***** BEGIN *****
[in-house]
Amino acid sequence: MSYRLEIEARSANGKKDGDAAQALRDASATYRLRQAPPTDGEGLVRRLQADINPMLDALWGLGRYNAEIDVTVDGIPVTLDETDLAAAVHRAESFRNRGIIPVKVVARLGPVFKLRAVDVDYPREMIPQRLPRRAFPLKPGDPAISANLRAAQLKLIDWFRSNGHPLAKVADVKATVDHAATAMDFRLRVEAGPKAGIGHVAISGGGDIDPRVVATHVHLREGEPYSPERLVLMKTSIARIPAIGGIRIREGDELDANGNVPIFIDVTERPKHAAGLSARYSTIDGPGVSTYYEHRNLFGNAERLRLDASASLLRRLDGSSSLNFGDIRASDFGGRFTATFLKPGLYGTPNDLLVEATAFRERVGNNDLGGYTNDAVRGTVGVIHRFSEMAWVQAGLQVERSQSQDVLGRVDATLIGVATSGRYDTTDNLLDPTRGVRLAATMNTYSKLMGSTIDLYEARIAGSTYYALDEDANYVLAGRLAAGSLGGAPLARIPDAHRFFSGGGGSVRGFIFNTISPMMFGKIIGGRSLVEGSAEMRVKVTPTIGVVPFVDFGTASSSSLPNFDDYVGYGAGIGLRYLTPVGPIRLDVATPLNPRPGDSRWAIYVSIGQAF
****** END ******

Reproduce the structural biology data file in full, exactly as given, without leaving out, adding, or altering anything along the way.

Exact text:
[in-house]
Amino acid sequence: MSYRLEIEARSANGKKDGDAAQALRDASATYRLRQAPPTDGEGLVRRLQADINPMLDALWGLGRYNAEIDVTVDGIPVTLDETDLAAAVHRAESFRNRGIIPVKVVARLGPVFKLRAVDVDYPREMIPQRLPRRAFPLKPGDPAISANLRAAQLKLIDWFRSNGHPLAKVADVKATVDHAATAMDFRLRVEAGPKAGIGHVAISGGGDIDPRVVATHVHLREGEPYSPERLVLMKTSIARIPAIGGIRIREGDELDANGNVPIFIDVTERPKHAAGLSARYSTIDGPGVSTYYEHRNLFGNAERLRLDASASLLRRLDGSSSLNFGDIRASDFGGRFTATFLKPGLYGTPNDLLVEATAFRERVGNNDLGGYTNDAVRGTVGVIHRFSEMAWVQAGLQVERSQSQDVLGRVDATLIGVATSGRYDTTDNLLDPTRGVRLAATMNTYSKLMGSTIDLYEARIAGSTYYALDEDANYVLAGRLAAGSLGGAPLARIPDAHRFFSGGGGSVRGFIFNTISPMMFGKIIGGRSLVEGSAEMRVKVTPTIGVVPFVDFGTASSSSLPNFDDYVGYGAGIGLRYLTPVGPIRLDVATPLNPRPGDSRWAIYVSIGQAF